• Be Mindful of Exacerbating Your Teen’s Anxiety. Constantly checking in on homework or seeming visibly stressed about the school situation can signal to the teen or young adult that there’s something to be anxious about. On the other hand, showing trust in their abilities and offering a listening ear can be reassuring.

By creating space where they feel heard and understood, you help them navigate their feelings more effectively. It not only strengthens your bond but also equips them with the emotional tools to face challenges now and later.

is it stress or anxiety

Preparation, Routine, and Punctuality Is The Name Of The Game

Taking proactive steps to prepare for the new school year can significantly reduce back-to-school stress.

Completing tasks such as shopping for school supplies and sorting out back-to-school clothes well in advance of the first day of class can help students feel more in control. Additionally, punctuality plays a key role in setting a positive tone. Just as adults can feel frazzled or embarrassed when late to an important work meeting or appointment, being late can induce anxiety in students too.

Routines provide a sense of normalcy and predictability. Being late can disrupt one’s daily rhythm and the comfort that comes from having a predictable schedule. Being late often means rushing. This physical rush – like speeding, forgetting things, or not having time to eat breakfast – can elevate stress levels. For teens and college students, walking into a room late can create a feeling that all eyes are on them and increase self-consciousness and fear of judgment from teachers and peers.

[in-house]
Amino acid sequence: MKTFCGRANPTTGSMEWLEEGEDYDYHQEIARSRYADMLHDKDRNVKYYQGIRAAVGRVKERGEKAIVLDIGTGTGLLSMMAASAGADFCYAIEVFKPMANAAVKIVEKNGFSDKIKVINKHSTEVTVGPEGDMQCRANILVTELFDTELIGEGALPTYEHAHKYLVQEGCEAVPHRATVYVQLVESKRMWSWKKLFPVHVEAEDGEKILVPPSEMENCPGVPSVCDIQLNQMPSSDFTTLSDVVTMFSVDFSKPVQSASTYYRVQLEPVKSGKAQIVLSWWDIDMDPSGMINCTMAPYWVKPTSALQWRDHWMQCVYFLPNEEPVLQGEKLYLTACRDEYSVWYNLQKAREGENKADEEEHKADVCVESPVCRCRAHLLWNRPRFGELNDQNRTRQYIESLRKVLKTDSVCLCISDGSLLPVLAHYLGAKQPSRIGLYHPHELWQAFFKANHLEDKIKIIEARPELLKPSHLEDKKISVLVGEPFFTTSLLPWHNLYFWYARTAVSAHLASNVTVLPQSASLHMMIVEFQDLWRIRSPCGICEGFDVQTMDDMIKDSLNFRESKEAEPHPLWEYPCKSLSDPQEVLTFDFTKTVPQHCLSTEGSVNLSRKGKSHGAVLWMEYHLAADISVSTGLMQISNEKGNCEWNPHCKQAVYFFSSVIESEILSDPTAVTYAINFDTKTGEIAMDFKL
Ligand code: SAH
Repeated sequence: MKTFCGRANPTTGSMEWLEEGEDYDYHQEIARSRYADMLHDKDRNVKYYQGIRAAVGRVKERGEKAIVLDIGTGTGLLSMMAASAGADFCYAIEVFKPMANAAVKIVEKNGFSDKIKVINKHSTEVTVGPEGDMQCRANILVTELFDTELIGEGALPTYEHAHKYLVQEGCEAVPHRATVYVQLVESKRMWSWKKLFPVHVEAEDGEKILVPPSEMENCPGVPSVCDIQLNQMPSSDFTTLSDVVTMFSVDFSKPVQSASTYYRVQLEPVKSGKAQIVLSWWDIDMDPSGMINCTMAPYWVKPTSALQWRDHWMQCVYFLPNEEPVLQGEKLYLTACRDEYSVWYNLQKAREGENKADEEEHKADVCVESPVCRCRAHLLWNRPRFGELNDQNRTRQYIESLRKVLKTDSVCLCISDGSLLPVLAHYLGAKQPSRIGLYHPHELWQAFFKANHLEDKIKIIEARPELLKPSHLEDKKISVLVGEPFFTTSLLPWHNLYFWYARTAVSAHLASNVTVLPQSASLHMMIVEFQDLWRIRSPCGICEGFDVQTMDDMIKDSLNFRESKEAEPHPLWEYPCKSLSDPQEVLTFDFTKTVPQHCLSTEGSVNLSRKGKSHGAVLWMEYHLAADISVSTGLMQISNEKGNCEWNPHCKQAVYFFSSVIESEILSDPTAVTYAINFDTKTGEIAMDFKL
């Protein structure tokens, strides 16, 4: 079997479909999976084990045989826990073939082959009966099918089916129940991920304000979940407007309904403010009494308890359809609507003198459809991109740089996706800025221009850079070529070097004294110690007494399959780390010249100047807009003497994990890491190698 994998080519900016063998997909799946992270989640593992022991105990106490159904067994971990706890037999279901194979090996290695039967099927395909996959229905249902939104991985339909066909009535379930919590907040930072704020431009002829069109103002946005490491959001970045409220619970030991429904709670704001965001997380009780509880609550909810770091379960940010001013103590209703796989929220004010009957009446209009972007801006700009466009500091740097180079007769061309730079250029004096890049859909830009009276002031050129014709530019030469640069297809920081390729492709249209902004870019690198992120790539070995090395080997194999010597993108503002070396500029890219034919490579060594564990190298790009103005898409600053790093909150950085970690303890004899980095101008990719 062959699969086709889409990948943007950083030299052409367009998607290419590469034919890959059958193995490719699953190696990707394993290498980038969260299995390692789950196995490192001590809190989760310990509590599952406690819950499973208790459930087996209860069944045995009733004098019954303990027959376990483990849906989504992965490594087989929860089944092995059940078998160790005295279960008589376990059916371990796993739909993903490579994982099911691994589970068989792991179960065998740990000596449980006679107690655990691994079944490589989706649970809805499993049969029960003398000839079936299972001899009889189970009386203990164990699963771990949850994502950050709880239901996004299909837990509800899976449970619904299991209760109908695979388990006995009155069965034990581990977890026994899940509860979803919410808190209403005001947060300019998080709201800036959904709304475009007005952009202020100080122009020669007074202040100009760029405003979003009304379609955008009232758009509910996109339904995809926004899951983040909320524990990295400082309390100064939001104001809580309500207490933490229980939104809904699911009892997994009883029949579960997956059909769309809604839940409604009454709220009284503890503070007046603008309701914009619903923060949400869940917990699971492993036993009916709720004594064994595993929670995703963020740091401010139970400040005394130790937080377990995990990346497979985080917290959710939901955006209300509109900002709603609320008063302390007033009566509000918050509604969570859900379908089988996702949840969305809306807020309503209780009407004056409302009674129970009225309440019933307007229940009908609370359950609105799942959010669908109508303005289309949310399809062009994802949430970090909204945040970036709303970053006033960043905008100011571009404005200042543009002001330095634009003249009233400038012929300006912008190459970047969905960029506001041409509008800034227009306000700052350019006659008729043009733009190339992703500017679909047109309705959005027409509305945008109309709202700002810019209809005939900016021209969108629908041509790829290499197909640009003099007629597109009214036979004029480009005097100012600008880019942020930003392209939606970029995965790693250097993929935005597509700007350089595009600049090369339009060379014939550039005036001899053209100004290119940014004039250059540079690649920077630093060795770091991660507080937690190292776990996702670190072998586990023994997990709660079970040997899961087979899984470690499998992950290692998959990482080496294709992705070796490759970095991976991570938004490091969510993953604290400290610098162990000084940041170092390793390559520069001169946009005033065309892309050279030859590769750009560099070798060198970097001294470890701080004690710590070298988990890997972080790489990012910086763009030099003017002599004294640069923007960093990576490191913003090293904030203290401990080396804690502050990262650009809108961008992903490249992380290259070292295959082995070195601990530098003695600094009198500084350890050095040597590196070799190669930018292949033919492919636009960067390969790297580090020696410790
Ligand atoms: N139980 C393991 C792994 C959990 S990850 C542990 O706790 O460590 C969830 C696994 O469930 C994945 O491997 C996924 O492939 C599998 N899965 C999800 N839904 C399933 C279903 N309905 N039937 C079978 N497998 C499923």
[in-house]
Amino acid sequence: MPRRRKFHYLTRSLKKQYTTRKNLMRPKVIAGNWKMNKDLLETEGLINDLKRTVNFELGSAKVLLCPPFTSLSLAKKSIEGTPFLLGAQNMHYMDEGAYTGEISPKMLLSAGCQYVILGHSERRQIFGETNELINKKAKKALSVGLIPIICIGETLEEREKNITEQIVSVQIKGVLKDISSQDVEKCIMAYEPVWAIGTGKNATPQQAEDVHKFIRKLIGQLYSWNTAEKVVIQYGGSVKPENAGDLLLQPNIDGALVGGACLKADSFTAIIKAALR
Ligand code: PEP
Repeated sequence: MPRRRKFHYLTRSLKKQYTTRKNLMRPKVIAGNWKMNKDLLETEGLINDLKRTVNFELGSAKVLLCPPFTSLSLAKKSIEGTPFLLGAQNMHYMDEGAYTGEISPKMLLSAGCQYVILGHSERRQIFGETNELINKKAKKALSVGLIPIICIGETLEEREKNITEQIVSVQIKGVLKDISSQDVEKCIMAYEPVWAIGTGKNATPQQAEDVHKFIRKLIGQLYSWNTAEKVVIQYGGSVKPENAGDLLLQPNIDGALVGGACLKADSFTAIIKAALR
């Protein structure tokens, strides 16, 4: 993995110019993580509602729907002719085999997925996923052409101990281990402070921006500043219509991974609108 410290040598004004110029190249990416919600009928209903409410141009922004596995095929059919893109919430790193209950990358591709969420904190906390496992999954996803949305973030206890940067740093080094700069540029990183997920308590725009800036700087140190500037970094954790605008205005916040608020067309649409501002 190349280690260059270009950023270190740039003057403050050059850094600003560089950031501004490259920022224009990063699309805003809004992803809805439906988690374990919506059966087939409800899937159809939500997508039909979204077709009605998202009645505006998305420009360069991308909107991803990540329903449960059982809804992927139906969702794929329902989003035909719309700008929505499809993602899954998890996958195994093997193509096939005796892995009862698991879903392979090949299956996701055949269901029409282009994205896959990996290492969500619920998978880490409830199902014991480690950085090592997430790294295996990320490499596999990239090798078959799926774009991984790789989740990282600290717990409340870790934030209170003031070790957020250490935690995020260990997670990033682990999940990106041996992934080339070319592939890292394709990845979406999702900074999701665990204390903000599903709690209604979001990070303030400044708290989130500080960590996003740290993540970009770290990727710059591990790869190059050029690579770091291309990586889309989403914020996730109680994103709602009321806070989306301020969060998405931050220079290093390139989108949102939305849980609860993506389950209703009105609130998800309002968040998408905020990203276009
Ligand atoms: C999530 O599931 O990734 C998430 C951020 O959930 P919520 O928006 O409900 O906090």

Healthy Habits

Just like adults, students benefit from regular exercise, reducing or eliminating caffeine, meditation, adequate sleep, and a balanced diet.

When Seek Professional Help

If you notice consistent signs of anxiety or distress, declining grades, or social withdrawal it might be time to consider professional support.

Mental health issues often have their roots in childhood, manifesting as anxiety disorders, attention-deficit/hyperactivity disorder (ADHD), depression, mood disorders, eating disorders, or post-traumatic stress disorder (PTSD). In fact, 3 out of 4 adults with mental health problems showed signs before they were 24 years old.

Novum Psychiatry offers psychiatric evaluations for individuals aged 14+, ensuring comprehensive care for teens and young adults.

Our Experienced Team of Psychiatrists Can Help!

We know that taking the first step can be difficult.

Our highly-trained psychiatrists and therapists offer a comprehensive and confidential approach to private, outpatient psychiatric care. Whether this is your first time seeking psychiatric care or if you are seeking a new provider, Novum Psychiatry can help. In-person and telehealth appointments available. We accept health insurance.